Bengals wheel, deal into draft

4-20-04, 6 a.m.

BY GEOFF HOBSON

The Corey Dillon trade gives the Bengals their most draft picks in the first four rounds (seven) since the 1986 draft yielded eight and translated into five Super Bowl starters.

A man who was on observer of that draft room thinks this weekend's draft could provide just as much of an impact.

"It can make them," said Jerry Jones, who publishes an annual analysis of draft prospects in The Drugstore List. "That's six percent (of the draft) when everybody else has three percent. Historically, when they have multiple picks, they have cashed."

A cornerback? Now maybe they can get cornerbacks in the first AND second rounds. The best cornerbacks in the draft? Maybe the Bengals can now trade up from No. 24 to get Virginia Tech's DeAngelo Hall or South Carolina's Dunta Robinson in the first round. Or, maybe with Bengals head coach Marvin Lewis talking Monday about the need to get better linebacking, they take two linebackers. Or, maybe now they can take the best running back available in their first two picks. Or. . .

With the help of Jones, here is what the Bengals' five picks in the 96 selections of the first three rounds might look like if they keep all five:

First round at No. 24, Ohio State cornerback Chris Gamble.

Second round at No. 49, Virginia Tech center Jake Grove.

Second round at No. 56, Auburn linebacker Dontarrious Thomas.

Third round at No. 80, Ohio State defensive tackle Tim Anderson.

Third round at No. 96, Arkansas running back Cedrick Cobbs.

Of course, you could sub LSU wide receiver Devery Henderson at No. 49, Tusculum cornerback Ricardo Colclough at No. 56, or Kansas State center Nick Leckey at No. 80, or West Virginia running back Quincy Wilson at No. 96.

Or. . .

The point is, the Bengals have ample opportunity to fill positions of need with potential starters in what head coach Marvin Lewis hopes is the first four rounds. They also have two fourth-round picks, thanks to the Deltha O'Neal trade as Lewis is on a kick with draft picks.

"In the age of free agency, we can't keep all the guys, so we while have them for four, five years, let's make the very, very most out of it," Lewis said. "And if we can't afford to obtain their services from that point on, pat them on the butt and wish them well, and now we'll draft the next good guy. Let's not overrate our guys and not overrate what's out there."

With Kevin Hardy making the move from middle linebacker to strong side, Tampa Bay free agent Nate Webster taking over the middle, and backup Adrian Ross recovering from reconstructive knee surgery, Lewis made no bones Monday about "cycling through," some young linebackers.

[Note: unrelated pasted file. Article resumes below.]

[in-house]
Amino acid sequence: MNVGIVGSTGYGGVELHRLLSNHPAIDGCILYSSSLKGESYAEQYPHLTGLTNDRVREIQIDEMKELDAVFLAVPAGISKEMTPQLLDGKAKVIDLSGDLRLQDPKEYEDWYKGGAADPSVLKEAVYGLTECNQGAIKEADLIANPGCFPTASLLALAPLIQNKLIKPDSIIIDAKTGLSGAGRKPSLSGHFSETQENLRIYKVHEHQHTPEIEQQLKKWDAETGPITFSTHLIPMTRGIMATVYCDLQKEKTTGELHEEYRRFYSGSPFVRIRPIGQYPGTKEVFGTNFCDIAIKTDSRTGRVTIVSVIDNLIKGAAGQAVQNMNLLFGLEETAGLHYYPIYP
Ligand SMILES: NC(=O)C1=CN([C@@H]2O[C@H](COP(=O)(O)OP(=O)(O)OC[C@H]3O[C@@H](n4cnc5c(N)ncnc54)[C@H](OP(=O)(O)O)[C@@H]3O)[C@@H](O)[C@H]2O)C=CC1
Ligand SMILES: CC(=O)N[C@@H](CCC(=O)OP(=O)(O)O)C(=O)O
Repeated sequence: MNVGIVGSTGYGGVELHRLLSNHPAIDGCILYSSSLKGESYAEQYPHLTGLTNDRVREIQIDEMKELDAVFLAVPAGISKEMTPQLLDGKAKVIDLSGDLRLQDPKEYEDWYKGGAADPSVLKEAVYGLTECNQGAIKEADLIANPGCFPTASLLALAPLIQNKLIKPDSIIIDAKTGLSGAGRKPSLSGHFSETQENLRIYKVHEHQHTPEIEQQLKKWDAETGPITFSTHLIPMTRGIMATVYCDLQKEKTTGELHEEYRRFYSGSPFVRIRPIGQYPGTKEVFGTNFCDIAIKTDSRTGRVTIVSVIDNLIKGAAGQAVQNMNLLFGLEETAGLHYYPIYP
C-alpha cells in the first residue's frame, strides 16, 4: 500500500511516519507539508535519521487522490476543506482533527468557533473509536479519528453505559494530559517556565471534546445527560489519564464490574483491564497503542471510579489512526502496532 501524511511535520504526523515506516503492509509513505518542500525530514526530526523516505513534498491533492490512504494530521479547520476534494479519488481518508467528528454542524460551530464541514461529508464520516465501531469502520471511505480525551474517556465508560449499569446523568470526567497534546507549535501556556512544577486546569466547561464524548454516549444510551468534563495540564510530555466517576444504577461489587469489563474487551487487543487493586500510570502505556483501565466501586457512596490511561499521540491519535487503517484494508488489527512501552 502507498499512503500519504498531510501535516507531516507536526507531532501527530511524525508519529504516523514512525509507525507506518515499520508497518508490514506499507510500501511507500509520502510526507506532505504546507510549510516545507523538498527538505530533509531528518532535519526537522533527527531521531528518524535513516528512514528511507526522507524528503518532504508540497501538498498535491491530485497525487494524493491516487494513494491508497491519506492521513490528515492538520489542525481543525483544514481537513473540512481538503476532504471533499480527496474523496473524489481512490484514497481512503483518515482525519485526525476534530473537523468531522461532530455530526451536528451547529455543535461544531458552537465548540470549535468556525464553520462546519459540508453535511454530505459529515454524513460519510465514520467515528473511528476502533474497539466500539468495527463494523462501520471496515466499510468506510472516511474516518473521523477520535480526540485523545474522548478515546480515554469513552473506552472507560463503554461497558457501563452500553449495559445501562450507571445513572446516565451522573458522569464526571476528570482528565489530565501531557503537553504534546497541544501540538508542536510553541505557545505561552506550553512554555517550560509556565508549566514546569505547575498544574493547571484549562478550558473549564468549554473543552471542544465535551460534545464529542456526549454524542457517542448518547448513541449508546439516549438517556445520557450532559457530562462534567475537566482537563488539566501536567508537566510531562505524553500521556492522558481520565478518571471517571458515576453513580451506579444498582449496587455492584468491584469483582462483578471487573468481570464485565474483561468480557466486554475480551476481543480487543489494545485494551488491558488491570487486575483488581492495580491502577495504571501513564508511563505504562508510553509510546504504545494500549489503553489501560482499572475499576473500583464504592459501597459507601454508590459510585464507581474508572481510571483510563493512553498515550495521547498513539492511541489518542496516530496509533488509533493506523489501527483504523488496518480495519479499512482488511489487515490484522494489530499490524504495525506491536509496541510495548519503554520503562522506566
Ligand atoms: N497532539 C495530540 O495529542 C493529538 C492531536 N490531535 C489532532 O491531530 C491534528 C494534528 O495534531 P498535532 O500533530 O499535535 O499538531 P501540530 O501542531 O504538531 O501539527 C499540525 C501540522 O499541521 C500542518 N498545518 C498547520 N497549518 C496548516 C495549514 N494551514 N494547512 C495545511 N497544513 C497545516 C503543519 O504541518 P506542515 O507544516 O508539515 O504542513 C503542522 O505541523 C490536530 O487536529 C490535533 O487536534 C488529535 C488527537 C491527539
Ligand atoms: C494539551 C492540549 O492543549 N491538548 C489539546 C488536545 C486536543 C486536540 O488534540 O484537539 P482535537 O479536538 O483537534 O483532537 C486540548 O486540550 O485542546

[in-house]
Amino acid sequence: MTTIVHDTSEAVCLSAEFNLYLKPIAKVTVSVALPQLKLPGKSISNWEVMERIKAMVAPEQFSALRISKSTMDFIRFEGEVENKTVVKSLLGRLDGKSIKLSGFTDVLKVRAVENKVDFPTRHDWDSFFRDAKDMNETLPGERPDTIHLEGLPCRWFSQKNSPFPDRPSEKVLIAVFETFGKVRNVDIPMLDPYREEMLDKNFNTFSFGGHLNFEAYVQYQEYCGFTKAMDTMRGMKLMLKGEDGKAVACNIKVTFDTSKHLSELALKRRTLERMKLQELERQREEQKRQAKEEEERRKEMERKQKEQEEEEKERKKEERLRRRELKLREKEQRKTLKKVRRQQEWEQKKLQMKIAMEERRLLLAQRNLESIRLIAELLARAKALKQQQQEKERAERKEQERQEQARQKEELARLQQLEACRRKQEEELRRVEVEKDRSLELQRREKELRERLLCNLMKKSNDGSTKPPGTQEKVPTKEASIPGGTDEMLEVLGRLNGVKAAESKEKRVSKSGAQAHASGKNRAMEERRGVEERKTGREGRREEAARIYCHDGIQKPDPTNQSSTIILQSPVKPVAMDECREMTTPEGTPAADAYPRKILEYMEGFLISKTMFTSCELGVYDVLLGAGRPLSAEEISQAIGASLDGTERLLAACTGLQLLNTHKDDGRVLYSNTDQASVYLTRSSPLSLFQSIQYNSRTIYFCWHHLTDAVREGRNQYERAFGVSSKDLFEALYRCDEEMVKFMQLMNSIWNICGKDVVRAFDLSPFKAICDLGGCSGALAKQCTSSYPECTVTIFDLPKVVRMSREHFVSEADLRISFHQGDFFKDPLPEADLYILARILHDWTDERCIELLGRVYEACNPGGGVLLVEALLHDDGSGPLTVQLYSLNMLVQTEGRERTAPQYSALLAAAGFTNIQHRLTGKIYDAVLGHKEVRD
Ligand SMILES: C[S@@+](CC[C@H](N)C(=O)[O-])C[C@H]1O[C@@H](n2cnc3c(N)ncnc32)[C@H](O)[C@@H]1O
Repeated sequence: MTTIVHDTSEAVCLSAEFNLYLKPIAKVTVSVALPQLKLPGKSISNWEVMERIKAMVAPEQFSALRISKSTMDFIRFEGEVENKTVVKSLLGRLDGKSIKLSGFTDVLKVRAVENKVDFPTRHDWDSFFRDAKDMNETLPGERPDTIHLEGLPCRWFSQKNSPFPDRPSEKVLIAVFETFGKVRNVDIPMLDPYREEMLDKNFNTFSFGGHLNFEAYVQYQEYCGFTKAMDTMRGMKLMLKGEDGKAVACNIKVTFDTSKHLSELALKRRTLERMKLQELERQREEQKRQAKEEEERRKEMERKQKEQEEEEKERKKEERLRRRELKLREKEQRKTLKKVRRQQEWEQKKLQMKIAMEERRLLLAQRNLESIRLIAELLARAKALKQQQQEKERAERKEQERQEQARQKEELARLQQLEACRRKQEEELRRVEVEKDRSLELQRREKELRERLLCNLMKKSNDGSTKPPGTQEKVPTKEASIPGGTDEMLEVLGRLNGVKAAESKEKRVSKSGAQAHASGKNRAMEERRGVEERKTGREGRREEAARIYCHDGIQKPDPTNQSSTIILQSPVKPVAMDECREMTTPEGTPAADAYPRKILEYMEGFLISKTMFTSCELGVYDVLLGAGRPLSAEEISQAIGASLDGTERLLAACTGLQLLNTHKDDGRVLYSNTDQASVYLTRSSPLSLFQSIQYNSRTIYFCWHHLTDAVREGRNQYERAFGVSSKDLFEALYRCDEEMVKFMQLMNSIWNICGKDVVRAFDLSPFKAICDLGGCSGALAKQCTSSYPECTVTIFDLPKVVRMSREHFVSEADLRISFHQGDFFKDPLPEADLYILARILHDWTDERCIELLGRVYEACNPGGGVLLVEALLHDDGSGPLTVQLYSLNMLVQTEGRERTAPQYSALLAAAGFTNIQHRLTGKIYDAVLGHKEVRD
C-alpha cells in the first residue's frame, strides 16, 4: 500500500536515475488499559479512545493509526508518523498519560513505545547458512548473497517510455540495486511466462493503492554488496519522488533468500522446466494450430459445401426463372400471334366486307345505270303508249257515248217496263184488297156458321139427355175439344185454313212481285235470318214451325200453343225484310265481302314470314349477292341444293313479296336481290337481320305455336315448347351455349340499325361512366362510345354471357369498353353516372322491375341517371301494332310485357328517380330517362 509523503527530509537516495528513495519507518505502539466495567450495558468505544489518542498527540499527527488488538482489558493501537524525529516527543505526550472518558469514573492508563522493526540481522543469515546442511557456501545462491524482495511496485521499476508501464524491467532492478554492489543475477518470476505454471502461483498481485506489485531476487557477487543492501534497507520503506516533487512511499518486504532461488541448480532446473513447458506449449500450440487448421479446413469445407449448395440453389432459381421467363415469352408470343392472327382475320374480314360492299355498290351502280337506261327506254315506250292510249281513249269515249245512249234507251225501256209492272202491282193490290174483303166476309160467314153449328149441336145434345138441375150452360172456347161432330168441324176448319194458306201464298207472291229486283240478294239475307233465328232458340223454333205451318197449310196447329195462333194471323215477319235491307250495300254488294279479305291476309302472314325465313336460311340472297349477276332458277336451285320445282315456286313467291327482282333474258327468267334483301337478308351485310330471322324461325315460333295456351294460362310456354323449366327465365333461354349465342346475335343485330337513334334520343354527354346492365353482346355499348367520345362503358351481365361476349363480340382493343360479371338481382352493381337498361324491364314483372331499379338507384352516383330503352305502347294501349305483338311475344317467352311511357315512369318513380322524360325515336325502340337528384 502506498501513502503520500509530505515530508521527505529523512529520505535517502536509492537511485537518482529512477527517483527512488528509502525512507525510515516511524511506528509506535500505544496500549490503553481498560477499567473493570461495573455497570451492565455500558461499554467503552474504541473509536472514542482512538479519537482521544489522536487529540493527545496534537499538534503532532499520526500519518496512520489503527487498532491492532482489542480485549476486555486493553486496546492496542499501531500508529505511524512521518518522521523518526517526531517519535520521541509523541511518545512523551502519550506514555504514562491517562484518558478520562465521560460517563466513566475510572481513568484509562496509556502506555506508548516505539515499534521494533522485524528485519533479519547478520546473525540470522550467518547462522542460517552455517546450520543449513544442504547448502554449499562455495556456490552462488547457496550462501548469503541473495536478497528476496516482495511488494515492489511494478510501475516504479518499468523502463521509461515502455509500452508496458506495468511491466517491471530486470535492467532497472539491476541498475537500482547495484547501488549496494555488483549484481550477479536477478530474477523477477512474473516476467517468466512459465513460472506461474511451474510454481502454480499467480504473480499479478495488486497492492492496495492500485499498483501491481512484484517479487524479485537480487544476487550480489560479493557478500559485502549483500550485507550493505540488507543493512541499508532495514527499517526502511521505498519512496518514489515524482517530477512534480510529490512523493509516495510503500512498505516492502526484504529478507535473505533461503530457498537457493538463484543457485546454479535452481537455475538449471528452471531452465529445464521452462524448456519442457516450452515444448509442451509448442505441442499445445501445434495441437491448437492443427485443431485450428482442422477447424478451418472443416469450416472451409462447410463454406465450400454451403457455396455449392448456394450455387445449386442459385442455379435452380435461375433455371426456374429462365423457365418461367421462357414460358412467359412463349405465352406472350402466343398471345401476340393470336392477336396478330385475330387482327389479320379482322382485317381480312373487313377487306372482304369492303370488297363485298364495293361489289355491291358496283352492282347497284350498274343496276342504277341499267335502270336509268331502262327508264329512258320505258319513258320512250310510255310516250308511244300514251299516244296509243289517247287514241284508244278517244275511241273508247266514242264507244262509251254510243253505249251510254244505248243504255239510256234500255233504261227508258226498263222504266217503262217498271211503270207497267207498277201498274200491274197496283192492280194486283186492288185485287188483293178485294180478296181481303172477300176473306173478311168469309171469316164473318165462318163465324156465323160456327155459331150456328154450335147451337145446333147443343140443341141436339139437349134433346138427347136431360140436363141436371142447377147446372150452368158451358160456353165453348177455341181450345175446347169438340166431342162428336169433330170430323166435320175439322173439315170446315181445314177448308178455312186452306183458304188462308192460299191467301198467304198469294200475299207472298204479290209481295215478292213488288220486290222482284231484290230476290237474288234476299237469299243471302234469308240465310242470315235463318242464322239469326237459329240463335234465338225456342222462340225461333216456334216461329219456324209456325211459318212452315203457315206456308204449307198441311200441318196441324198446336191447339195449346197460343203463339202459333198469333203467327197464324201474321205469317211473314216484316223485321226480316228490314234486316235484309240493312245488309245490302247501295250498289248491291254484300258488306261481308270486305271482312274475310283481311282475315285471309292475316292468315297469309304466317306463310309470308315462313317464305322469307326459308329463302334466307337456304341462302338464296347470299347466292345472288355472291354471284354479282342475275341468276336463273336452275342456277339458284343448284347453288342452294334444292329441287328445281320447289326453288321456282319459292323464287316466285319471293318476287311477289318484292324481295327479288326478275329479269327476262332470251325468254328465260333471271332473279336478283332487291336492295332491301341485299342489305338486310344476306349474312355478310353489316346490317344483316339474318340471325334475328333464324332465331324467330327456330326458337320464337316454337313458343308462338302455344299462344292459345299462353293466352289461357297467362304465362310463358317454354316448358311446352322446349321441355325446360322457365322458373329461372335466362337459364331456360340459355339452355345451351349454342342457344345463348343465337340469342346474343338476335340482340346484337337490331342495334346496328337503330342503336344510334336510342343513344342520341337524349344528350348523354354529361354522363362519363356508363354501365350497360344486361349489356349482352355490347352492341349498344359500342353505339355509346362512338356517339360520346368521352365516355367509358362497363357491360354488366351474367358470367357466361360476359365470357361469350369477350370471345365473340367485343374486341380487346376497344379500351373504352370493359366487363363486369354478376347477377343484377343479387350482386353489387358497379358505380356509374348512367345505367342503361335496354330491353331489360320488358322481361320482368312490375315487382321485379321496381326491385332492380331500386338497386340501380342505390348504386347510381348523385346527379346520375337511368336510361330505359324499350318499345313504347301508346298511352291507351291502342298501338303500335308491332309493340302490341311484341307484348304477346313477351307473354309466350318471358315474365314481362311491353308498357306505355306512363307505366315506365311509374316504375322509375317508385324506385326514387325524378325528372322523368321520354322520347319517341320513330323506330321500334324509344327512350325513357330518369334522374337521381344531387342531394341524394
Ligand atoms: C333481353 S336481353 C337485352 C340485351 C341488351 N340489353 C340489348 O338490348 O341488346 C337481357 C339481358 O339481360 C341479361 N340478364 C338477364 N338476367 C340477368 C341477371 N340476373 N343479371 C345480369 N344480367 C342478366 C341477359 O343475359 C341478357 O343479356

"We've got to get better at linebacker," Lewis said. "We have to play better defense across the board. Our defense is a little unsettled. We've got guys who have to step up and I do think we have better additions, but we have to play better."

If it sounds like Lewis wants to shore up the defense, it's because he does. But like Jones says, this is the draft to pick off a second-round wide receiver because you can and because a lot of the receivers in this year's second round would be first-rounders in most years.

But he also calls it an above average year for cornerbacks and defensive tackles and says the linebacking corps, "is very good in the second and third rounds," all of which plays into the Bengals' hands.

"With those five picks, they can get five things they need with five guys that should eventually start," Jones said. "To me, the potential is huge. Look at their first 22 players. Nine are first-rounders and eight are second-rounders."

Although they reportedly have a post June 1 agreement with Broncos defensive tackle Daryl Gardener, the second and third round also is ripe with prospects, such as Ohio State's Anderson and Oregon State's Dwan Edwards.

There isn't much out there as far as middle linebackers, but there are some versatile types. The Bengals were able to eyeball two of them at the Senior Bowl in Auburn's Thomas and Nebraska's Demorrio Williams. Plus, Oklahoma's Teddy Lehman is a second-rounder many scouts feel is going to be productive in the pros.

But don't rule out the Bengals taking the same defensive position twice in the first three rounds. Say a Gamble at No. 24 and Colclough, a player they liked in the Senior Bowl, at No. 56. Or two linebackers. If they think Gamble needs time to develop, maybe another rookie can be more of a help more quickly.

"They've done that before, double drafting" Jones said. "Particularly in a draft where they have a lot of picks."

When they had two first-rounders in 1998, they picked linebackers Takeo Spikes and Brian Simmons.

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